Jackson Lewis Lee and Satchel Lee are the first Black siblings selected to represent “Hollywood’s next generation.”
Satchel and Jackson Lewis Lee are headed to Hollywood, but not for long, they say.
The siblings are in town this weekend as this year’s Golden Globes ambassadors, a largely ceremonial role traditionally reserved for the children of Hollywood’s elite.
The progeny of the Oscar-winning director Spike Lee and his wife, Tonya Lewis Lee, they are the first Black siblings selected for the role.
Coincidentally or not, they were chosen the same year that Spike Lee was snubbed, for his Vietnam veteran drama “Da 5 Bloods,” alongside other prominent Black creators and actors like Michaela Coel. The siblings say they are used to their father not always being recognized for his work.
“When he was making movies that nobody was responding to or they weren’t as big as they have been, it didn’t really faze him,” Satchel Lee said, adding that he would just move on to his next project.
The Los Angeles Times recently reported that there are no Black members of the Hollywood Foreign Press Association, the group of 87 journalists who choose the Golden Globe nominees and winners.
Earlier this month, the pair, who are both in their 20s, sat in their parents’ grayish blue living room on Manhattan’s Upper East Side, contemplating what is arguably their public debut.
“We’re excited to be the first siblings of color,” Ms. Lee said. “We’ll do it, so then you don’t have to say this again, because there’s going to be way more.”
The ambassadors each get a $25,000 grant to donate to an organization of their choice. Jackson Lewis Lee, 23, the first Black man to ever be ambassador, has chosen Big Brothers Big Sisters of America, a one-to-one mentoring organization.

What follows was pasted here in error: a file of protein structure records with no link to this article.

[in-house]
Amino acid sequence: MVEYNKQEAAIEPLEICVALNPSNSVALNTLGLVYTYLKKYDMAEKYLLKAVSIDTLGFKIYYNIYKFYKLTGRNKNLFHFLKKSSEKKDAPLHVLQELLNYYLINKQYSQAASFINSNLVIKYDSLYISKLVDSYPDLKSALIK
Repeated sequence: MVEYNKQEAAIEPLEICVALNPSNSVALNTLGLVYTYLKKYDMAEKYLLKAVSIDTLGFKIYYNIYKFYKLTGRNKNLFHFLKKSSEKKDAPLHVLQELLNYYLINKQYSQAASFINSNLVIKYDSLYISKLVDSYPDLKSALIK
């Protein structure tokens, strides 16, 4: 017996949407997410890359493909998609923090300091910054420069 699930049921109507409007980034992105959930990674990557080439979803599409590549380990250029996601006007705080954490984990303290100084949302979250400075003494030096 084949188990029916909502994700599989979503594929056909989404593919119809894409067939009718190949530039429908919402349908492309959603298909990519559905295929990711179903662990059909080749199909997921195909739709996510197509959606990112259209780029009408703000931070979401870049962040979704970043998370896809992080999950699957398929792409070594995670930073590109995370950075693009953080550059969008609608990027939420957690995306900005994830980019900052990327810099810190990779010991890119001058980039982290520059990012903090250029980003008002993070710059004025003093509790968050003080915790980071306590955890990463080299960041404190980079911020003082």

Mr. Lee studied film and television at New York University, where his father is a tenured professor, and recently started a creative agency, Indigo212. He also has a director’s credit for “Thompson Farm,” a short film about a son who stands up to his bootlegger father, and filmed a short video for Coach that featured his father and sister, as well as the actor Michael B. Jordan.
“I want to have my hand in everything,” Mr. Lee said.
That certainly applies to Big Brothers Big Sisters. In addition to the grant, Mr. Lee has helped connect the nonprofit to his friends at Gucci.
“Through him, we got introduced to the Gucci scholarship impact line and now our Littles are having opportunities to apply for scholarships in the fashion industry and fashion schools because he made an introduction,” said Artis Stevens, the first Black president and chief executive of the 160-year-old organization.
Mr. Lee said he learned the importance of mentorship through his father, whom he closely resembles save for an extra few feet of height. “It shows you what the totality of a career really is, because obviously you’re able to have a front-row seat to the ups and downs and how things function,” he said.
His sister, Satchel Lee, 26, is the first openly queer ambassador. She studied film and television at N.Y.U.’s Tisch School of the Arts, and was the creative director of Drome, which she described as a “queer, art and culture, fashion magazine.”
“I am a photographer, filmmaker, writer, creative director and producer,” Ms. Lee said. “I want to be the Gertrude Stein of this generation.”
She donated her grant to Callen-Lorde, an organization in New York City that provides medical care to the L.G.B.T. community regardless of ability to pay.
“We are so incredibly touched and glad that she chose us,” Wendy Stark, the executive director at Callen-Lorde, said in an interview. “In just a few weeks that we’ve known her, she has showed such a great commitment to our mission and to the advocacy work, as well as the health care services that we provide.”
Ms. Lee participated in virtual sessions where she talked about how the power of personal storytelling can change policy. “It was such an incredible presentation and conversation,” Ms. Stark said. “It’s a beautiful new friendship.”
Ms. Lee is passionate about expanding medical care to those who lack access, especially people who have faced discrimination. “Everybody knows, going to the doctor can be really scary,” Ms. Lee said. “It’s even scarier when the doctors don’t even understand what you’re trying to tell them or make assumptions about you as a person because of your orientation or your gender presentation.”
Also important to Ms. Lee? Giving back to New York City. “I’m not a Hollywood person,” she said, as she petted her puppy, Otis. “L.A. is nice to visit, but this is my home.”
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